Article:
- Check for blockages in your water lines that could restrict water flow. Unscrew your blue quick connect adaptor on the water inlet, and look inside the brass inlet fitting to make sure the mesh is clear. Make sure to clean the inline filter on your pump also if you have it.
- To flush the system, connect the input water source to the ‘Water Outlet’ and turn on. Once complete, reconnect the appliance as per instructions.
I can hear clicking and my LED Screen Lights up, but there is no ignition:
- Purge the gas:
- To do this, have your gas bottle 'Open' and slowly unscrew the inlet gas connection on your Hottap until you hear gas seeping out. Let it purge for a few seconds and re-tighten. Wait 30 seconds for the gas smell to disappear and try to ignite the Hottap.
- Try brand new batteries. If batteries run low, they will have enough power for the ignition (the tick tick tick you hear), but not enough power to open the gas solenoid (this is the part that lets gas flow into the Hottap).
- Ensure that you're using either a 4.5kg or 9kg LPG bottle. Also make sure that you open the valve on the gas bottle fully. Needless to say, make sure the bottle is not empty.
The HOTTAP can handle a bit of wind - after all it's designed to be used outside! However if it's very windy the flame inside the HOTTAP can be blown around a bit, the flame sensor will recognise this and step in to shut the unit off (you don't want gas being pumped into the unit with no flame lit!). When it's extremely windy, the best advice is to shield the top 1/3 of the HOTTAP as best you can - with some sort of awning, or better yet, enclosure which is well ventilated.
Flipping Top Vent
Now, there are times where it seems the HOTTAP keeps going out in the slightest of breezes. In our experience, this comes down to the way it's being used and where it's hanging, or being mounted.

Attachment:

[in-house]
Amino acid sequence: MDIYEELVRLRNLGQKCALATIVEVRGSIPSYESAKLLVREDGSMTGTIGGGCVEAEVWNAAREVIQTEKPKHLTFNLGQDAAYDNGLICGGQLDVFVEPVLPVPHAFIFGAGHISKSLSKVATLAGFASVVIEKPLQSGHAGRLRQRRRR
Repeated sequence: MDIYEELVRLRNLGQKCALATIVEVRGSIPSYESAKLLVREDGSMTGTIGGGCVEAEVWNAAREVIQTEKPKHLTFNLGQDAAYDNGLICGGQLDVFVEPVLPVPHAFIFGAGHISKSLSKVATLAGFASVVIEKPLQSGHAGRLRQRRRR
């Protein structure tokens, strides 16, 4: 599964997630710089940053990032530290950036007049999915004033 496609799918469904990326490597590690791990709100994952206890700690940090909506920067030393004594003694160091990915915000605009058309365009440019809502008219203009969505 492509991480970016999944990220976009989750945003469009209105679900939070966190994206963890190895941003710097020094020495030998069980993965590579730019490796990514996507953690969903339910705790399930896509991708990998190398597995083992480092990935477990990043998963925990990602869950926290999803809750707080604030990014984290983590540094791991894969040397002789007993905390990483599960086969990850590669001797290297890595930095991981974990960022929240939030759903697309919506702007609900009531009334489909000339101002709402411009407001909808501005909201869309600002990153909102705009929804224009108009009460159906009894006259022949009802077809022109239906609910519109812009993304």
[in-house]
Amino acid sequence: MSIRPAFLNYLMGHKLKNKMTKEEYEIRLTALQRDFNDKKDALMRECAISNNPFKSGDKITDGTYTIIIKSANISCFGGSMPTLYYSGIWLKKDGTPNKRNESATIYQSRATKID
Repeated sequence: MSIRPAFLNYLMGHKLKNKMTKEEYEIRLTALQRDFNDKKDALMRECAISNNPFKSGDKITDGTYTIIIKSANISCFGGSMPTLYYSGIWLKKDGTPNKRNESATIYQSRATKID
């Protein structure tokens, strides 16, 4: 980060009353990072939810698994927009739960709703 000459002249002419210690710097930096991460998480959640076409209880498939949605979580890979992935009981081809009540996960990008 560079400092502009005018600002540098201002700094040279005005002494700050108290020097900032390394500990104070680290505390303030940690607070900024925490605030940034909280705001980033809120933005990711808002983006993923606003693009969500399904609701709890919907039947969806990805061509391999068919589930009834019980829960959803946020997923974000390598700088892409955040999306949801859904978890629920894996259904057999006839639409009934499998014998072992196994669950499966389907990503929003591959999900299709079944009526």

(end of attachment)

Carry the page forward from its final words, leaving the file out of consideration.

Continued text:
What can happen when you have the HOTTAP hanging or mounted against a large flat surface, is that the wind can get caught against the flat surface and be directed straight down into the unit. This would amplify the effects of even a small breeze - and cause the flame to move around and the flame sensor to kick in.
The top vent of the HOTTAP has louvers facing down into the unit - which can 'catch' wind and direct it straight down into the gas burner. We can take the top vent and flip it around (by simply removing the 4 screws that hold it in place) you'll find the louvers are now facing upwards and act to push oncoming wind 'up and away' from the unit, significantly improving wind performance.
Default - Top Vent
After flipping the top vent around, the louvers are facing upwards to deflect wind away.
Blocking Side Holes:
One thing we've also found is that by blocking the side ventilation holes, we can help to mitigate the wind effects. We have tested the unit and it does not hinder the performance in any way by blocking this vents totally.
Here we have used Aluminium tape to block the vents from the inside, but you can just as effectively block them from the external side.
Firstly, make sure you've adjusted the gas and water control knobs (red for gas, blue for water) to set your temperature. For hottest water, gas should be set to HI, and water to LO. Conversely, for coldest water, gas should be set to LO and water to HI.
If the water temperature is getting too hot, even when you increase water flow to HI and heat to LO it usually is a poor water supply issue. The water is flowing through the HOTTAP too slowly and as a result heating up very quickly. Check the following things: